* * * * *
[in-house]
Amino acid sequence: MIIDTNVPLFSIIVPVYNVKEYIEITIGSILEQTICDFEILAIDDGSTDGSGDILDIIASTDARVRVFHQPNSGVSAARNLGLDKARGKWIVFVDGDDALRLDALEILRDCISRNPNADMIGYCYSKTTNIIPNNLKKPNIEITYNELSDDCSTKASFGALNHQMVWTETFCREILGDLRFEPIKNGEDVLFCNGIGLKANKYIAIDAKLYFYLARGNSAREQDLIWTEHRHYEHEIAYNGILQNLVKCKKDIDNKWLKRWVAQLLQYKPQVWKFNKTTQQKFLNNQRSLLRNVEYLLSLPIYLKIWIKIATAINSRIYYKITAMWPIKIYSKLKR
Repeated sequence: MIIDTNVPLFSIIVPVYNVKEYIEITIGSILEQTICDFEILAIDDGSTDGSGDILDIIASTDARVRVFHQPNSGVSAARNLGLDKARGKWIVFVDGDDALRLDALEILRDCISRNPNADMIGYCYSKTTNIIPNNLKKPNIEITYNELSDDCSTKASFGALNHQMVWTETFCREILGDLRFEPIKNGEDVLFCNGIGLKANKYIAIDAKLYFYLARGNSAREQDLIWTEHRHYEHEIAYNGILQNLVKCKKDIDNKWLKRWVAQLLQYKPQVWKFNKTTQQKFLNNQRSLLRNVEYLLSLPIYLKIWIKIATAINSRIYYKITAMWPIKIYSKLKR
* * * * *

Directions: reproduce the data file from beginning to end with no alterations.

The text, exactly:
[in-house]
Amino acid sequence: MIIDTNVPLFSIIVPVYNVKEYIEITIGSILEQTICDFEILAIDDGSTDGSGDILDIIASTDARVRVFHQPNSGVSAARNLGLDKARGKWIVFVDGDDALRLDALEILRDCISRNPNADMIGYCYSKTTNIIPNNLKKPNIEITYNELSDDCSTKASFGALNHQMVWTETFCREILGDLRFEPIKNGEDVLFCNGIGLKANKYIAIDAKLYFYLARGNSAREQDLIWTEHRHYEHEIAYNGILQNLVKCKKDIDNKWLKRWVAQLLQYKPQVWKFNKTTQQKFLNNQRSLLRNVEYLLSLPIYLKIWIKIATAINSRIYYKITAMWPIKIYSKLKR
Repeated sequence: MIIDTNVPLFSIIVPVYNVKEYIEITIGSILEQTICDFEILAIDDGSTDGSGDILDIIASTDARVRVFHQPNSGVSAARNLGLDKARGKWIVFVDGDDALRLDALEILRDCISRNPNADMIGYCYSKTTNIIPNNLKKPNIEITYNELSDDCSTKASFGALNHQMVWTETFCREILGDLRFEPIKNGEDVLFCNGIGLKANKYIAIDAKLYFYLARGNSAREQDLIWTEHRHYEHEIAYNGILQNLVKCKKDIDNKWLKRWVAQLLQYKPQVWKFNKTTQQKFLNNQRSLLRNVEYLLSLPIYLKIWIKIATAINSRIYYKITAMWPIKIYSKLKR